Did someone tell you to ‘throw caution to the wind’? Are you unsure of what that means? We’ll clear that up in this article and provide the definition and origin. Plus, you’ll learn how to use the phrase in a sentence.
Essentially, it means not being too cautious in whatever you’re planning to do.
‘Throw caution to the wind’ is a common American phrase that people use to tell someone to go for something or commit to something. You might hear it when someone is trying to accomplish something big and another person is trying to encourage or motivate them.
For example, if you’re considering applying for a new job that you’re not sure you’re qualified for, a friend might say:
'Throw caution to the wind and apply anyway. You never know what could happen.'
To motivate someone, you might tell them:
Throw caution to the wind and just do it!
Basically, it means that you shouldn’t be afraid to do something you want to do just because you’re scared of what might happen.
The phrase ‘throw caution to the wind’ was used as early as 1887.
The New York Times published a story called Sharp Sleeps in a Jail: Sheriff Grant Had Begun to Get Nervous.
Part of the passage reads:
Yesterday Mr. Ricketts asked judge Barrett what the jury would do over Sunday. This puzzled the court not a little. Sending the jury to church was questionable, because two of them were known to have free-thinking, baseball proclivities, and might create a disturbance. Coney Island was equally inadvisable, since there were church members of long repression on the jury, who, brought face to face with those follies and vices of the world which they usually took pains to avoid, might impulsively throw discretion to the winds and be detected in the act of buying popcorn and lemonade from some of those snub-nosed Circes from the factories who go to Coney Island on Sunday prepared to “mash” anything and everything that is mashable in all the width of the world.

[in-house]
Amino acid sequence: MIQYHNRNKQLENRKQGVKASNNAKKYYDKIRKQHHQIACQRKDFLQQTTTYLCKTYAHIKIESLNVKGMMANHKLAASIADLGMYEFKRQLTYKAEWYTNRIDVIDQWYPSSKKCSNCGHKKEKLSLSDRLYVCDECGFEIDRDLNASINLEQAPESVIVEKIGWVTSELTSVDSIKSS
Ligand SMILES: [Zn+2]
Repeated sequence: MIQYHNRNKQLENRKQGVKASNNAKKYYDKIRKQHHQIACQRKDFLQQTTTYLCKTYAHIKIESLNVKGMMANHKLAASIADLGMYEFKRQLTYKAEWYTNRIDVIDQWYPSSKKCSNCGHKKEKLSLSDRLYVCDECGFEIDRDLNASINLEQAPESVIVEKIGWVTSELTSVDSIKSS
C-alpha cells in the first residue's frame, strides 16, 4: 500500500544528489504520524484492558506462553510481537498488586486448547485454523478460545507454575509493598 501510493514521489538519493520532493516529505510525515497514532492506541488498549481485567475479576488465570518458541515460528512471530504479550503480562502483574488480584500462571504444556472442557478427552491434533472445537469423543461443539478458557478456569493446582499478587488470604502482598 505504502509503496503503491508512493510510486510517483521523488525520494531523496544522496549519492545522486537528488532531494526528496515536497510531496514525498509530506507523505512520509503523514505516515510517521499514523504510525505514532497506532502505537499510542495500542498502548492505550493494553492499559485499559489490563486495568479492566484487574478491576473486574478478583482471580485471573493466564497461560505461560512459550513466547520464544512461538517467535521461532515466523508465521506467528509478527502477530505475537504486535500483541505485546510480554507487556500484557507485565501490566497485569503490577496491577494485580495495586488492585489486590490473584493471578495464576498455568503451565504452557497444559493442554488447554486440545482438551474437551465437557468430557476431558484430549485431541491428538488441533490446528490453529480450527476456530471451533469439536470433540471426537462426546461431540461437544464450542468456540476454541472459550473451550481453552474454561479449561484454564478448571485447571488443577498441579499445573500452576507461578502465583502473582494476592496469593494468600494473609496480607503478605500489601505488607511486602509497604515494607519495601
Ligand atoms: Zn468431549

In 1901, the Baltimore American newspaper published an article on August 24 called Another Race for Motors: Four Notes Crews and Motors to Be Again Tested Around the Bowl Track.
That passage read:
There is great rivalry between the Nelson brothers as to the speeds of the motors, while the “Blues” are a distinct camp full of all that professional jealousy that animates actors and motor riders. The outlook is that there will be more races of throwing caution to the wind after the crack of the pistol and of thrilling rides with death for the satisfaction of victory and the purses.
How would you use ‘throw caution to the wind’ in a sentence?
Let’s see some examples:
What other words or phrases convey the same meaning as ‘throw caution to the wind’?
Let’s see some examples:
To recap, we learned the following:
Remember, it means not to be too cautious in whatever you’re planning to do.
If you ever get stuck on anything, you can always come back to review what you learned. We’ve got a whole library of content on other idioms that you might find helpful as you’re learning this complex language. Feel free to come back or browse other articles anytime.